Directed by Robert Wise
Produced by Gene Roddenberry
Screenplay by Harold Livingston
Based on STAR TREK by Gene Roddenberry
Cinematography by Richard H. Kline
Edited by Todd C. Ramsey
Music by Jerry Goldsmith
First of all, let me say five things before I begin this review:
#1: I come by my status as a Trekkie honestly. I remember begging my parents to let me stay up Friday nights to watch Star Trek (to be referred from now on as TOS=The Original Series) during its original run. And yes, I am that old. And like most folks during the 70’s and 80’s I stayed up late weeknights here in New York, as Channel 11 faithfully reran TOS Monday to Friday back to back with Honeymooners reruns.
#2: I have seen every episode of TOS as well as STAR TREK: The Next Generation, STAR TREK: DEEP SPACE NINE, STAR TREK: VOYAGER and STAR TREK: ENTERPRISE multiple times. Do not even seek to dispute me on this.
#3: My favorite Star Trek is STAR TREK: DEEP SPACE NINE. It’s my favorite because like Sean Connery’s James Bond, TOS is so iconic it should be put on a shelf by itself and not compared with the various series that followed.
#4: At a conservative estimate I would say I’ve read in the neighborhood of 100 Star Trek novels.
#5: STAR TREK: THE MOTION PICTURE is the last movie I would give to somebody who knows nothing about Star Trek and wants to understand what it is that their Trekkie friends find so fantastic about Star Trek that they just don’t understand.
I know it’s hard for those of you Star Trek fans today to understand now that you have five Star Trek series, eleven movies and Sarek only knows how many comic book series and mini-series and novelizations and original novels and fan fiction. But for us back in 1979 this is all we had. Word. I wouldn’t lie to you. Is STAR TREK: THE MOTION PICTURE the best Star Trek movie? Absolutely not. That title has to go to “Star Trek: The Wrath of Khan” which even after 30 years is still the best Star Trek movie made to date. But for those of us who had gone without any new Star Trek on television for 10 years, a feature film version of our beloved TV show was akin to an affirmation that a God did indeed exist. And maybe you don’t think we got the Star Trek movie we deserved back in 1979 but we thought we did and for a lot of us that’s all that matters, even today.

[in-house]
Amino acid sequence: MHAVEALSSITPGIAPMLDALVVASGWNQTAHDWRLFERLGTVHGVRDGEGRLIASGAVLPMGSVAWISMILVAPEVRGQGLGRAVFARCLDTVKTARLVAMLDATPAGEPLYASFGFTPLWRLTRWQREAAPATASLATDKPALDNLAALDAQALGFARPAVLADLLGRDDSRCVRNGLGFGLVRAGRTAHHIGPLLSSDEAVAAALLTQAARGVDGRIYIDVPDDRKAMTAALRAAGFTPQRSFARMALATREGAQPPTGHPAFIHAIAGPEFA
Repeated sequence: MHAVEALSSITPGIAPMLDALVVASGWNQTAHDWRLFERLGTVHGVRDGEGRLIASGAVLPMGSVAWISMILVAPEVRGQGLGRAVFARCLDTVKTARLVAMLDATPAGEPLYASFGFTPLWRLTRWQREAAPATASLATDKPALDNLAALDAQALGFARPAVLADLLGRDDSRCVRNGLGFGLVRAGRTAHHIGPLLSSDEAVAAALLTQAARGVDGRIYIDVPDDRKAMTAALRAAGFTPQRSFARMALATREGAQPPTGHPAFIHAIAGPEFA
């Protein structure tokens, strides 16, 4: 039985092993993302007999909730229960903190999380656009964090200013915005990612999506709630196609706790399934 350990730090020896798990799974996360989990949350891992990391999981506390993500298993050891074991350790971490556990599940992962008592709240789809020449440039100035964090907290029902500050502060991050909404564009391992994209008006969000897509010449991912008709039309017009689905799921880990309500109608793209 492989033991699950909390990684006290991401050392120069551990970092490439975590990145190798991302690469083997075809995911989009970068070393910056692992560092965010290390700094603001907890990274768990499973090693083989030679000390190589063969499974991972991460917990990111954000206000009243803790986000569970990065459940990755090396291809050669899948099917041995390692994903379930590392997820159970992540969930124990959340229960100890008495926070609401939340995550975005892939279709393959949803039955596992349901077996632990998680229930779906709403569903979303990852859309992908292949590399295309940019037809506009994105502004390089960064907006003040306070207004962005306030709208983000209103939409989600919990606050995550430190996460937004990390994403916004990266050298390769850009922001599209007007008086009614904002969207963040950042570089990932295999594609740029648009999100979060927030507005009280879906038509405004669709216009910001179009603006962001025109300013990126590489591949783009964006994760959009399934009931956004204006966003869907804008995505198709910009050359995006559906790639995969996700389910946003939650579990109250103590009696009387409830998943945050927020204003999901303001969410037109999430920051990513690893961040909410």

An incredibly powerful alien entity is heading directly toward Earth. It’s already encountered the Klingons and kicked their asses back to Qo’nos without breaking a sweat. The entity calls itself V’ger and says it has one mission: “To learn all that is learnable and transmit that information to The Creator.” V’ger insists that The Creator is on Earth. But nobody on Earth has the intelligence or knowledge to have created something like V’ger. It’s a frighteningly huge bio-organic machine that has actually digitized whole star systems to contain within its cosmic data base to enhance its already universal knowledge. Nobody knows what it’s intentions are once it reaches Earth.
The only starship that can intercept V’ger before it reaches Earth is The Enterprise. Now, right here I could go into a whole 10K word dissertation about how Starfleet must be really low on starships since just about every plot of a Star Trek movie hinges on the Enterprise being the only starship within range of whatever threat is going to destroy Earth but I won’t. Just go with it.